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Author Topic: Determing a call sign's weight  (Read 20495 times)
AJ4RW
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Posts: 568




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« on: January 15, 2012, 10:20:37 AM »

I have notice that when looking for a vanity call sign, one of the factors is the weight of the call sign.  I saw on AE7Q's website that there's an assigned weight for phonetics and for morse of a call sign.  I realize the importance of this but I can't figure out what the numbers represent?  Does a 9 on the phonetic weight of a call sign represent an easy or difficult call to pronounce and the same for the morse weight of a call.  Does a 51 as opposed to 49 represent an easier way to send or receive the call sign?  Could someone please explain the concept to me in an easily digestible way?   My perception of a call might differ from another’s perception of the same call.  Since they’re using some sort of algorithm to arrive at these weights, it should be beneficial and non-biased when looking for a new call sign.  Also, is there a website that has a calculator for evaluating any call sign’s weight?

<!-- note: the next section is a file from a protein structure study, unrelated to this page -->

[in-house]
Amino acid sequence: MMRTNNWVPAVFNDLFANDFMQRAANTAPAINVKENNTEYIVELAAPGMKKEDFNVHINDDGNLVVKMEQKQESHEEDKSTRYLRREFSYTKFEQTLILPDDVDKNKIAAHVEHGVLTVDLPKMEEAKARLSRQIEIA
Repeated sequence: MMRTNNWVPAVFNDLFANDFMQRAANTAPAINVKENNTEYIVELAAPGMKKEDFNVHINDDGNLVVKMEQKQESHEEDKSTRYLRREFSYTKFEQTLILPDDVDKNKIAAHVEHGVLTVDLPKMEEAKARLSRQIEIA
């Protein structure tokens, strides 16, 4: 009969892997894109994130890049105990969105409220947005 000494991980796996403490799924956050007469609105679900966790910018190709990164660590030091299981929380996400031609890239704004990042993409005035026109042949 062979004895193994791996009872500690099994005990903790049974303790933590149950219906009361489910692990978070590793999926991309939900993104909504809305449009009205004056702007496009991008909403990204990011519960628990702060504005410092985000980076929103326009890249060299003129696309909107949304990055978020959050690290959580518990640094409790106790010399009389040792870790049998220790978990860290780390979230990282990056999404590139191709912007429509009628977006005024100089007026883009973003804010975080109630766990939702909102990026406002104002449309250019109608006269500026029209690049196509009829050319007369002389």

73 and tnx Randy AJ4RW
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W7ETA
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Posts: 2527




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« Reply #1 on: January 15, 2012, 01:23:36 PM »

Here you go:
http://www.fists.co.uk/measurecallsign.aspx

My first vanity call was AE7G--I like it's cadence on CW, and I thought it would give me an advantage in pile-ups if the op wanted just last two.  My theory was that some DX would favor 7s over central and east coast stations.